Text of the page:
Additionally, there are a number of published reports (like this one about The Volusia County, Florida Sheriff's Office [link no longer available], this one about the Oceanside California Police, and this one about the Cape Coral Florida Sheriff's Office [link no longer available]) of police departments and sheriff's departments downloading and using the Ring app. Such reports legitimize and strengthen the idea of a virtual and valuable neighborhood watch, as seen in the screenshot from the Oceanside story below:

The Neighbors App together with Ring unloading heavily discounted equipment can be thought of as an (anti-competitive) investment to get a critical mass in each location. Granted, they may take a hit to the bottom line by selling a bunch of equipment at a heavy discount, but once they do that, they likely rightly expect neighbors who did not get to take advantage of the subsidy program to pay full price in order to join in. Such was the case in one city we talked to.

Feedback From Subsidy Cities

The City of Lancaster, CA ran their subsidized Ring equipment program in October of 2018 costing $150,000 ($50,000 each from the city, the Sheriff's Boosters, and Ring) dedicated to the program in 2 weeks.

A city official told IPVM the program was "very successful," noting that residents who were not aware of the program, but who have found out from their neighbors who got discounted equipment regularly call city hall asking about follow-up subsidy programs.

According to the official we spoke with, Lancaster's program originally designated a specific, particularly crime-ridden area as eligible for the giveaway, as seen below:

The city official said she bought a Ring doorbell prior to the program so she could advise residents of how to use the device and the app when the subsidy program ran. That official said that her neighbors bought their own Ring equipment when they saw hers.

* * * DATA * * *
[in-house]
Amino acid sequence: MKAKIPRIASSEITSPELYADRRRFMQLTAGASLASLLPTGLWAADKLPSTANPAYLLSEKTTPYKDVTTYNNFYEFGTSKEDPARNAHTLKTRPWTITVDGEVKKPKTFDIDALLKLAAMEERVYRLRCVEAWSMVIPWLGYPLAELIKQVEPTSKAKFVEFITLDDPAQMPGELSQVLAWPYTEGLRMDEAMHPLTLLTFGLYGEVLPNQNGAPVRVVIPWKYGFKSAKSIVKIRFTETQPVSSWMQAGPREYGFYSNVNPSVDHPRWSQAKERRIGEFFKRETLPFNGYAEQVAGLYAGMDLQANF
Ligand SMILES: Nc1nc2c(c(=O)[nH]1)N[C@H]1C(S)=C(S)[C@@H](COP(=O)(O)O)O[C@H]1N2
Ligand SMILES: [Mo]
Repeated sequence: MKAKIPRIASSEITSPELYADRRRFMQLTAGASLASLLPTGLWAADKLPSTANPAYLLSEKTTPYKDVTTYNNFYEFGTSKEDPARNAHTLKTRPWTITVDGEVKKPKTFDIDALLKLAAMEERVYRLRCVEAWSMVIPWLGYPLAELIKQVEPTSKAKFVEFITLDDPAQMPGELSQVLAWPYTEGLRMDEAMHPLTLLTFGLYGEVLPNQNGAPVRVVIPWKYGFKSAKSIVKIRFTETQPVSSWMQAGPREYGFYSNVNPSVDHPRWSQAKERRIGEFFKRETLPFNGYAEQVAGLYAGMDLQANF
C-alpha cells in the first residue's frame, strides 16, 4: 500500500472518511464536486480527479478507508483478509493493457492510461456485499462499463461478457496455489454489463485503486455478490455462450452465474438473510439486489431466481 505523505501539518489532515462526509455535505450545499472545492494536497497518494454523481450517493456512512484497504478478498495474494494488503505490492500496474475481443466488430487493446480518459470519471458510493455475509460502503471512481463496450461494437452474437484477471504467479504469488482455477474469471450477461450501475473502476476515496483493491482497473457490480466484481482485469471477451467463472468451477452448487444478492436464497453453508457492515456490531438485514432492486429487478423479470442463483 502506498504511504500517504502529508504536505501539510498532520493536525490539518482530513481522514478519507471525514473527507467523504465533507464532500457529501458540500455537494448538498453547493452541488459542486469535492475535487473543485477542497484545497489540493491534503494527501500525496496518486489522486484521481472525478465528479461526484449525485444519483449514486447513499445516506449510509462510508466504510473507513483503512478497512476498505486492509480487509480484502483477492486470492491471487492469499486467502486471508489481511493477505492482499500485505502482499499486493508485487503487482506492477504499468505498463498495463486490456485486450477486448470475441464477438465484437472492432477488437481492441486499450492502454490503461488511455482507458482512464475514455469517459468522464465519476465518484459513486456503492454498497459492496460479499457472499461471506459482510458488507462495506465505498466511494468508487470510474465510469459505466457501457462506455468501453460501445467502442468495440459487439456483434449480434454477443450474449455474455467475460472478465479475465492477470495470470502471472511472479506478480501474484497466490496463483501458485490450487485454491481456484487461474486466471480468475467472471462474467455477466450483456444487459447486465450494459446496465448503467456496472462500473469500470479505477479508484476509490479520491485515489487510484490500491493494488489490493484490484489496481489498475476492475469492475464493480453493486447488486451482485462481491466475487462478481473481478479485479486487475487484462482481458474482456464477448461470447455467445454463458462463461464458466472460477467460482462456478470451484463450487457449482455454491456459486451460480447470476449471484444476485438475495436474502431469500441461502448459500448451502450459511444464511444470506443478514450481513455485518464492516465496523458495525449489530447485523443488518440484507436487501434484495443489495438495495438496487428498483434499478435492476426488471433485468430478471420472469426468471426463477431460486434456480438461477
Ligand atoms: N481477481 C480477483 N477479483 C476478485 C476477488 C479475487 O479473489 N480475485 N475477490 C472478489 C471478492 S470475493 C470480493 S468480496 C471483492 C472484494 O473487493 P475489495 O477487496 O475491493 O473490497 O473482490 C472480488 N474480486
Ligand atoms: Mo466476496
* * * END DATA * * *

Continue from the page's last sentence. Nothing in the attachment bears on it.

Santa Clarita told IPVM the program was so successful they ran it twice:

In 2018, the city partnered with Ring for the Ring Doorbell Rebate Program that aimed to help the community reduce and prevent residential burglaries. Following the success and demand of this program last year, the City partnered with Ring again this year.

Further, they said the program provided value in connecting law enforcement and residents:

The subsidy program provides value to the community by enhancing law enforcement efforts and encourages collaboration between the Santa Clarita Valley Sheriff’s Station and Santa Clarita residents.

Feedback From Ring

Despite initially responding to an email seeking further information and asking for a deadline and written questions, Ring has not yet responded despite repeated follow-ups.

Competitive Advantage

On the hardware side, home security and surveillance systems, especially to consumers, look largely the same - cameras, motion detectors, etc.

What Amazon / Ring is subsidizing and selling is a unique 'neighborhood watch' program. When you buy Hikvision Ezviz or Google Nest or Samsung or whomever, you just get a system for you to watch by yourself. When you buy Amazon / Ring, you get that plus the 'neighborhood' and the police watching for you.

Fair or Unfair Public Use?

The challenge here is that a private company is running a public surveillance system subsidized by public funds and by public marketing efforts.

On the one hand, such a 'neighborhood watch' would likely not be developed without the efforts of such a large private company that is willing to spend years and significant resources putting this together.

On the other, these local governments are assisting Amazon building communal security systems where Amazon may be able to extract significant long-term profits as it aims to become the defacto choice for home security and surveillance.